Court rules against plaintiff seeking emotional distress damages for discrimination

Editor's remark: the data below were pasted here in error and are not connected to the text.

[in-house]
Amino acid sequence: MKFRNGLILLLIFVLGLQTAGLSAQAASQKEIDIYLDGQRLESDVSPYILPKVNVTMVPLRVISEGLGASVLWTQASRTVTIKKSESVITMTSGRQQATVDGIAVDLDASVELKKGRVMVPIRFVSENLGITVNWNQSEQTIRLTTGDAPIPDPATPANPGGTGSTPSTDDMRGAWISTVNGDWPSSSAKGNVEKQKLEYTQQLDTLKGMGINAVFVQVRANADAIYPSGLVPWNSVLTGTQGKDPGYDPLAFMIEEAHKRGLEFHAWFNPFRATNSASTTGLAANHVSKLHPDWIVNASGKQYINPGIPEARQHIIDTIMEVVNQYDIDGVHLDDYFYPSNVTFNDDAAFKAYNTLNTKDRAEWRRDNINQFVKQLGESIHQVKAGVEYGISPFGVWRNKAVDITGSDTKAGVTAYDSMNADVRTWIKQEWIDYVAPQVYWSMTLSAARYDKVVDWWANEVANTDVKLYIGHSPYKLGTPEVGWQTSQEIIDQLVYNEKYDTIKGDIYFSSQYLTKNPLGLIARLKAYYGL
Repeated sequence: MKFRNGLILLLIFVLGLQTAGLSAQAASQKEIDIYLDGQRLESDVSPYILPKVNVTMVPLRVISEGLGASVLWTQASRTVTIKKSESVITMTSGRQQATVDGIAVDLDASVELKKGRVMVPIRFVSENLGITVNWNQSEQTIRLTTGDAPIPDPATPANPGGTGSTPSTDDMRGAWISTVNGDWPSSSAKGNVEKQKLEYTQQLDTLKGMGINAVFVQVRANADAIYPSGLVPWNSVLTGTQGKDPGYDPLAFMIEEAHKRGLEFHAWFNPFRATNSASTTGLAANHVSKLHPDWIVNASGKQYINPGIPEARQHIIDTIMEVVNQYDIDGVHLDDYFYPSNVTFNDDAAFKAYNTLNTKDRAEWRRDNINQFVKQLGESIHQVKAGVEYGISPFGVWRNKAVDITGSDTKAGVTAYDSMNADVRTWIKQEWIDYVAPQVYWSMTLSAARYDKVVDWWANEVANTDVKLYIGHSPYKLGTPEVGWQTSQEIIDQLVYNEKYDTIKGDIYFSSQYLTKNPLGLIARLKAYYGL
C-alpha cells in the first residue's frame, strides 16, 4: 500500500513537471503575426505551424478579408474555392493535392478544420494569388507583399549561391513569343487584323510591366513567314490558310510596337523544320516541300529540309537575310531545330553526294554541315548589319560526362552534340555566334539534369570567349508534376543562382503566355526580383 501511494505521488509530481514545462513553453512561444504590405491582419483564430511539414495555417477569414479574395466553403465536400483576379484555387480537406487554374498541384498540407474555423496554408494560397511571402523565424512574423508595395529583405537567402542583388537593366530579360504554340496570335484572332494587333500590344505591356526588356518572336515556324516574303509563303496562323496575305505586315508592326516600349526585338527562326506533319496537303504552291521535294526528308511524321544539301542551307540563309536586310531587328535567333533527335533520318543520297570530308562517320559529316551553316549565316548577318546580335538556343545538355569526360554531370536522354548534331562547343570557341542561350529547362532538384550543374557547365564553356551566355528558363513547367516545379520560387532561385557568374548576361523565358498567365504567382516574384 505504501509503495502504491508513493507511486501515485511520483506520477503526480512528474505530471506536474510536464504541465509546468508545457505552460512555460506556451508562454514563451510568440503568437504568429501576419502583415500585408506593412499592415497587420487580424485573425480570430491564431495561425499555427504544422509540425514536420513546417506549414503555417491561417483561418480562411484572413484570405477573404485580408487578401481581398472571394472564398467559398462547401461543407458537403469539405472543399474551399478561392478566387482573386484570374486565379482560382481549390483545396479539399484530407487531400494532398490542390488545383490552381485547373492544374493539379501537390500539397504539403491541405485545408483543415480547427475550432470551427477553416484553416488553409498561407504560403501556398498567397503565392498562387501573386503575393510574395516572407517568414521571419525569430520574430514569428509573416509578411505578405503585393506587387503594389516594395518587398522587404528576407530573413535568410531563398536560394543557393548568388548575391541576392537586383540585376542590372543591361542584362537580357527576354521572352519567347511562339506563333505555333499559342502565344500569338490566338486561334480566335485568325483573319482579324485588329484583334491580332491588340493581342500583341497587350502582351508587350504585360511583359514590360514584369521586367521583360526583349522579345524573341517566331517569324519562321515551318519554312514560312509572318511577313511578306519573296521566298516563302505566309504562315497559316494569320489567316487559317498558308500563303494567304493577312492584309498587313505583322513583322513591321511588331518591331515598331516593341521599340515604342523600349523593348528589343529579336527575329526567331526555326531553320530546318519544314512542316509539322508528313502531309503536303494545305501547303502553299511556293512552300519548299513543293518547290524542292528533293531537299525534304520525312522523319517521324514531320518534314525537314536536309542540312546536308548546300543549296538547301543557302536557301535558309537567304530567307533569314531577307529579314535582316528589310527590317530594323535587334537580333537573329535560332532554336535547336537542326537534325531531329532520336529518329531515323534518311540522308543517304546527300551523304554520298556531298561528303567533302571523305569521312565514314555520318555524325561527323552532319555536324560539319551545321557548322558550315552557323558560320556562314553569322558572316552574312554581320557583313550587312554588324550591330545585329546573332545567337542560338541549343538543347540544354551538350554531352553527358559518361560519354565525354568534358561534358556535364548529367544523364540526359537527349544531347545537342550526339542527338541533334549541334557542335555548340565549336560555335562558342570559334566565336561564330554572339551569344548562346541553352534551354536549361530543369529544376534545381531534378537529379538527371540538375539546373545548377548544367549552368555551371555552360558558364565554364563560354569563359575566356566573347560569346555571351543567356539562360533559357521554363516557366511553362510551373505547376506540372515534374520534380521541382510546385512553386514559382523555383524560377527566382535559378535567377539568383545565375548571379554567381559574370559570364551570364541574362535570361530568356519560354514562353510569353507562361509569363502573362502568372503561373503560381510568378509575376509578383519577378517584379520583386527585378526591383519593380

The Supreme Court ruled 6-3 on Thursday against a plaintiff seeking emotional distress damages for violation of certain federal anti-discrimination laws. Jane Cummings is deaf and legally blind, and she communicates primarily in American Sign Language. She sought physical therapy services from Premier Rehab Keller, a company that operates rehabilitation facilities in Texas and receives federal funds. She asked Premier Rehab to provide an ASL interpreter, but Premier Rehab declined. Cummings then sued Premier Rehab, alleging discrimination based on disability in violation of the federal Rehabilitation Act (Section 504) and Affordable Care Act (Section 1557). Cummings stated that she had suffered humiliation and emotional distress as a result of Premier Rehab’s actions. The question facing the court in Cummings v. Premier Rehab Keller PLLC was whether damages for emotional harm are available under the anti-discrimination laws Cummings invoked.